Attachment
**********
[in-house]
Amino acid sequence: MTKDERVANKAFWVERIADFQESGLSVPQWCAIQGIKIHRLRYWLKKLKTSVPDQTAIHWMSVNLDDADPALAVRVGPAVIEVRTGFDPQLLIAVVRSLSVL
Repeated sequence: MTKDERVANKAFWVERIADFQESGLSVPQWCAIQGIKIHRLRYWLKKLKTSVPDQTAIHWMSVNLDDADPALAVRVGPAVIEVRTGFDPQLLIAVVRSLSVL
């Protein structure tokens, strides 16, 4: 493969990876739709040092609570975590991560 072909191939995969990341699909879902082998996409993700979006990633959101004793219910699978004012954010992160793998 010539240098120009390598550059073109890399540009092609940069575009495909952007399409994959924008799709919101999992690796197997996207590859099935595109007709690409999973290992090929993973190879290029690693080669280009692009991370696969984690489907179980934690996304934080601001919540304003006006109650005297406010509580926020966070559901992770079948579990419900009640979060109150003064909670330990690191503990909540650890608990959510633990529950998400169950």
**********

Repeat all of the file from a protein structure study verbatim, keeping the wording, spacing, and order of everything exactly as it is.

[in-house]
Amino acid sequence: MTKDERVANKAFWVERIADFQESGLSVPQWCAIQGIKIHRLRYWLKKLKTSVPDQTAIHWMSVNLDDADPALAVRVGPAVIEVRTGFDPQLLIAVVRSLSVL
Repeated sequence: MTKDERVANKAFWVERIADFQESGLSVPQWCAIQGIKIHRLRYWLKKLKTSVPDQTAIHWMSVNLDDADPALAVRVGPAVIEVRTGFDPQLLIAVVRSLSVL
């Protein structure tokens, strides 16, 4: 493969990876739709040092609570975590991560 072909191939995969990341699909879902082998996409993700979006990633959101004793219910699978004012954010992160793998 010539240098120009390598550059073109890399540009092609940069575009495909952007399409994959924008799709919101999992690796197997996207590859099935595109007709690409999973290992090929993973190879290029690693080669280009692009991370696969984690489907179980934690996304934080601001919540304003006006109650005297406010509580926020966070559901992770079948579990419900009640979060109150003064909670330990690191503990909540650890608990959510633990529950998400169950």